San Andreas Fault zone

The US Geological Society not only studies the major collision zones of tectonic plates; it studies water issues as well.

Could USGS data help California with groundwater law?

Show of hands: how many people know the U.S. Geological Survey (USGS) collects data about the country’s surface water?

I thought they basically just measured earthquakes and studied rocks.

A Twitter post led me to a quick trip to the USGS website, which shows that the agency does much more than study the solid portions of the Earth.

This is good stuff to know since California is running out of surface water and is apparently close to running out of groundwater as well. We need some good science to help us better understand all facets of aquifers: how they recharge, their regional limitations and what happens when my neighbor decides to mine water and pipe it elsewhere.

According to the USGS website some of those questions are apparently already addressed, as is the movement of contaminants from the land surface into and through aquifers.

“A lot of work also goes into studying the quality and chemical makeup of our water resources,” says the USGS.

Data about water availability and use is also compiled and studies by USGS.

To accomplish these tasks, the USGS has over 150 field offices where personnel are involved in the following activities:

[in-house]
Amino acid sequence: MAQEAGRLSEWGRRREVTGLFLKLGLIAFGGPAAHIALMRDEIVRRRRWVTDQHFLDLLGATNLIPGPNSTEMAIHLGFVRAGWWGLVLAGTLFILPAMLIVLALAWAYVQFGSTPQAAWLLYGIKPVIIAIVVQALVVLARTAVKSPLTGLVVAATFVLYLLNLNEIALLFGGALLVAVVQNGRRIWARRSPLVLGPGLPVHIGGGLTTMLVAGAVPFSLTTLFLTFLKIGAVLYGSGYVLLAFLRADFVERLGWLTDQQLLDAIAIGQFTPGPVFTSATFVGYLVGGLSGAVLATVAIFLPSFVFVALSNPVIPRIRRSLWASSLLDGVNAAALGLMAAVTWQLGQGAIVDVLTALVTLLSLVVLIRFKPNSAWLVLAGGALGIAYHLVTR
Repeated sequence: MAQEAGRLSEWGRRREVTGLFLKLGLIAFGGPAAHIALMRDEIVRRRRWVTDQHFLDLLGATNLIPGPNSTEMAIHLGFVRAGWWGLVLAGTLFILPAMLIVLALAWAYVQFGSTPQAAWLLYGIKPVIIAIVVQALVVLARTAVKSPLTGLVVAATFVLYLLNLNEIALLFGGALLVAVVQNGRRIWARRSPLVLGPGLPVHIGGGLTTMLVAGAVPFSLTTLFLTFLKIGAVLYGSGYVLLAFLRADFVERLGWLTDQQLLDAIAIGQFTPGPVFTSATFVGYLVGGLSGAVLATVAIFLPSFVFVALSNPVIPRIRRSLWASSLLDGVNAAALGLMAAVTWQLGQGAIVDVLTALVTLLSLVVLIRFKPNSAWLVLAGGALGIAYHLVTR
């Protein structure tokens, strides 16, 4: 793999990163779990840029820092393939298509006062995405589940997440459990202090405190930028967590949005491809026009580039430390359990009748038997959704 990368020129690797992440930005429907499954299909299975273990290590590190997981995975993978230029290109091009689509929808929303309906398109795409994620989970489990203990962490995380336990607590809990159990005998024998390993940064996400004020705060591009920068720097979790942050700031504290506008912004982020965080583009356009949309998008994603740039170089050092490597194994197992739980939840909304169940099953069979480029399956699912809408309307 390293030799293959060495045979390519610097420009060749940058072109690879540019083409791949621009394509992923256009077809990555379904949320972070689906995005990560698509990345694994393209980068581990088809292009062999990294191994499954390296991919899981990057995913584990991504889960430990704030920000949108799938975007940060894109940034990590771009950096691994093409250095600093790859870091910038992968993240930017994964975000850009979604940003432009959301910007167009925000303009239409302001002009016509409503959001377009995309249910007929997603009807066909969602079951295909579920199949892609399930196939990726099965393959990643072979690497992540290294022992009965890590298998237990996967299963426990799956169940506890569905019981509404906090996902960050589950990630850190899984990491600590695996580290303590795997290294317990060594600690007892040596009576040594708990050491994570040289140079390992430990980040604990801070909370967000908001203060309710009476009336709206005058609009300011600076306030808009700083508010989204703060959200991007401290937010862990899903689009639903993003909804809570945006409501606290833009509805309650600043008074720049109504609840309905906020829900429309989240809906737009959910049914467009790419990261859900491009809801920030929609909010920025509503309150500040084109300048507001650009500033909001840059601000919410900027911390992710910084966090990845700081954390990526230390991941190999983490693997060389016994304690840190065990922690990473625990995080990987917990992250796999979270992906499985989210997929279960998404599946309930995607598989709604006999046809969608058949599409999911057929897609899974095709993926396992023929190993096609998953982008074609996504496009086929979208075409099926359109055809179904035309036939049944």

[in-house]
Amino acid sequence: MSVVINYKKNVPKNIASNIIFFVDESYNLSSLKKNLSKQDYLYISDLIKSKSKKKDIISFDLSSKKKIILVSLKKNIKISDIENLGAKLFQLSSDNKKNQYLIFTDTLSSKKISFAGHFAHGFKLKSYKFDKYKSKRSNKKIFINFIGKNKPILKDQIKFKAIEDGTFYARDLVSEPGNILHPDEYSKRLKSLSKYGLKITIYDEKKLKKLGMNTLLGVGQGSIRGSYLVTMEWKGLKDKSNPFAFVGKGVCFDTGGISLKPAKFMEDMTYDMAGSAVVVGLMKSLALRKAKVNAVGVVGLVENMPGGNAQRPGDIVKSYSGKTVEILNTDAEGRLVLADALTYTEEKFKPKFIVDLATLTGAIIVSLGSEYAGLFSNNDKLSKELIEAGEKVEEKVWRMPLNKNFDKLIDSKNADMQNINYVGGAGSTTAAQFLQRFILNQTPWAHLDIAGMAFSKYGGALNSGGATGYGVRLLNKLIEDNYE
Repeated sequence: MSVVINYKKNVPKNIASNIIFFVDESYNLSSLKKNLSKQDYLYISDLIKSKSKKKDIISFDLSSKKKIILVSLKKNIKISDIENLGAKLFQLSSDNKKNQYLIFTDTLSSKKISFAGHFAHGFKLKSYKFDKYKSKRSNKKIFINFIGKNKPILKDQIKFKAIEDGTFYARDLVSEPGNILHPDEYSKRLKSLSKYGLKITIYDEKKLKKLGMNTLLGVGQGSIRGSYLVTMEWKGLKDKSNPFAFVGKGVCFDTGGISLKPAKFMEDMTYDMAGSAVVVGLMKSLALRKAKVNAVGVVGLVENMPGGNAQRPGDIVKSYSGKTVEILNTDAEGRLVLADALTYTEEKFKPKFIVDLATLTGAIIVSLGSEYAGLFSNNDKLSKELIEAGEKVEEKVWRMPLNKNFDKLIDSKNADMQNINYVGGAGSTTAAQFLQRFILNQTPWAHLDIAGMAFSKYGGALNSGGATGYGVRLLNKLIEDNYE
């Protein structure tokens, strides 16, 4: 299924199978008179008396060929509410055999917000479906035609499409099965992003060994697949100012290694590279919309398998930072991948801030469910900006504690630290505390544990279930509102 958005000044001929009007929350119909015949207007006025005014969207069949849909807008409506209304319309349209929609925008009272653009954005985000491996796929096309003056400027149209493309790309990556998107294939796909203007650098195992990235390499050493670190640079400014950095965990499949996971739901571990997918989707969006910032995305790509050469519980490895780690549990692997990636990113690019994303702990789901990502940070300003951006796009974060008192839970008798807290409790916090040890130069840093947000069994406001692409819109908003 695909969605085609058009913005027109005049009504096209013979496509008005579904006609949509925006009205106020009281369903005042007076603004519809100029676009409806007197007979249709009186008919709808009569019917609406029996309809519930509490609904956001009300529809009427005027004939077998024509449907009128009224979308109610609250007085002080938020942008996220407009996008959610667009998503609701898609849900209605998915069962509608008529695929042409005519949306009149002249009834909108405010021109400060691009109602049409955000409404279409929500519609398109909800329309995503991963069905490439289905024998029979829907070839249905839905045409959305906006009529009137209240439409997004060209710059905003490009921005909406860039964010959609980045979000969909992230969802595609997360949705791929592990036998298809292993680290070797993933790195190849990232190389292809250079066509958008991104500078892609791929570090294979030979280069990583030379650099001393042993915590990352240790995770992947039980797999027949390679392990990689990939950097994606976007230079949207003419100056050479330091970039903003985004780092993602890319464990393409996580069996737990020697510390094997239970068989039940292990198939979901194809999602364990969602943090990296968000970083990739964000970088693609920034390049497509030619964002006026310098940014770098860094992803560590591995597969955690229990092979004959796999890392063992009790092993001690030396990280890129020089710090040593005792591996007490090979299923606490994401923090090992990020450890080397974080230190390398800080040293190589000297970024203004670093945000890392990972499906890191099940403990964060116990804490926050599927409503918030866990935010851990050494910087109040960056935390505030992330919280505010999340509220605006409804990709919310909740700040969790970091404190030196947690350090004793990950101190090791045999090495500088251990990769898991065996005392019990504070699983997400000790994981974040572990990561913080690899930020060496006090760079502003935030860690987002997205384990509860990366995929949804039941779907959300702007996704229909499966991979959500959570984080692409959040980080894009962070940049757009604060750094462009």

• Collecting water samples from groundwater and surface-water bodies
  • Making measurements of water properties, such as pH and temperature
  • Measuring stream flows and the amount of water in wells
  • Analyzing water samples in the field and in laboratories
  • Compiling data from many sources about how much water is used for different purposes
  • Writing reports about our water resources
  • Creating many computerized water data bases
  • Producing maps, reports, and web sites to give the public and others information about our water resources
  • Keeping the U.S. Congress and the President informed about water-resource issues

Just what is done with all these reports and data? Are they cataloged and filed away, never to be seen again, or are they digitized and placed online where an appropriate and useful keyword search can find them and use them to figure out how much groundwater pumping is really too much in specific regions of California.

Apparently some of this information is already online because the USGS says so. How does one go about finding this information and how useful is it?

This is all stuff we need to know now that California Gov. Edmund G. Brown, Jr. has signed groundwater legislation that mandates agencies develop sustainable practices for using groundwater in the state.

While much is unknown about just how the new California water laws will work on a practical level, knowing that at least one agency has already complied data might be a good thing.

Let’s hope those who will be in the deep end of California’s new water law can wade past the hyperbole and swim into good, peer-reviewed science that is void of self-serving bias.

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